From Diane Ravitch's blog:
Yes, you read that right. The vendor of the Smarter Balanced Assessment was not prepared for the number of tests that the server had to deliver, and the system broke down in three states.
According to the Nevada Department of Education, a spike in students taking the Smarter Balanced Assessment (SBAC) this morning in Nevada, Montana and North Dakota exceeded the data capacity of Measured Progress, a third-party vendor contracted by the states to provide the test.Think about it. The vendor didn’t know that so many students would be taking tests at the same time. What were they thinking?
All testing in the three states has been stopped until Measured Progress can increase its data capacity, according to an email sent to state superintendents today by state deputy superintendent Steve Canavero.
Seriously? Is any state really going to count either PARCC or SBAC results? Because this is ridiculous.
End of update.
From the Colorado Springs Gazette:
"Technical difficulties" caused computerized testing in Colorado to "not operate optimally" Tuesday morning, according to the Colorado Department of Education. The window for new, required science and social studies testing developed by the state opened Monday for Colorado's 179 public school districts.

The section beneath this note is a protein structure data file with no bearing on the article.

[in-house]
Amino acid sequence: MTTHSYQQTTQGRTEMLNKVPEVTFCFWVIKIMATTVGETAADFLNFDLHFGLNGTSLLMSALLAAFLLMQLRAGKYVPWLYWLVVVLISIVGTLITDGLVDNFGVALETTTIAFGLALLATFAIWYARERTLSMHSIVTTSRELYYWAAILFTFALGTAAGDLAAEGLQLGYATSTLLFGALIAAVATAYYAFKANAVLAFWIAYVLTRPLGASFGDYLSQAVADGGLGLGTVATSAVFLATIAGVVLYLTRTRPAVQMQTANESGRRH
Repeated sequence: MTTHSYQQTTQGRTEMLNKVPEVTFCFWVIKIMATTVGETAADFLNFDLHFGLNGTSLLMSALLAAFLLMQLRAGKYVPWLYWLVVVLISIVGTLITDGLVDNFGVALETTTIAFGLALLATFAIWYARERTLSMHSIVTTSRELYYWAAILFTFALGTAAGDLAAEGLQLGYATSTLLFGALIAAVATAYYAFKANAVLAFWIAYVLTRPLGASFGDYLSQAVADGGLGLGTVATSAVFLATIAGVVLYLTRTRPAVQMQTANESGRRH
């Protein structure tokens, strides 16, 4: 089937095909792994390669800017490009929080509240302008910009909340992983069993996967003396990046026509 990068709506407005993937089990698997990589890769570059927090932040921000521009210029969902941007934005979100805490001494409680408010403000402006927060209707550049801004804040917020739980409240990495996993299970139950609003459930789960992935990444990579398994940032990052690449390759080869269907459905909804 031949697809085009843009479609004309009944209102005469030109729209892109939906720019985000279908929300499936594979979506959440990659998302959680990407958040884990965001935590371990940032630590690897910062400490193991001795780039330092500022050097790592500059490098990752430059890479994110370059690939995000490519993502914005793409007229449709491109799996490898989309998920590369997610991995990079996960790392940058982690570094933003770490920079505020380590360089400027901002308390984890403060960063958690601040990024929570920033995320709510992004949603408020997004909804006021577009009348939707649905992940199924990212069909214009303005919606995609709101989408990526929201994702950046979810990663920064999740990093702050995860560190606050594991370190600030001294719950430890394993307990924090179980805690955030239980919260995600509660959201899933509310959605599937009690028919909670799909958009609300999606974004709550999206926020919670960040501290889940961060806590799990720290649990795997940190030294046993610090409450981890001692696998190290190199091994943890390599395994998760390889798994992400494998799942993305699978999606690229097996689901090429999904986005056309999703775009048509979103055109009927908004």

A District 11 teacher said about mid-morning, half-way into the testing, "the whole thing just shut down."
"It was like crash and burn," he said.
Statewide, 34,396 students were testing on Tuesday, Anthony said. That's down from the 46,800 that tested on Monday, the first day of the window.
The glitch occurred at a time when state lawmakers are debating several bills to reduce standardized testing and change the requirements.
This is thought to be the first time that such a statewide shut-down occurred with the new testing system. The D-11 teacher said last year, during the trial run, one-third of students testing at his school could not answer questions related to animation they were supposed to watch because the program did not work properly.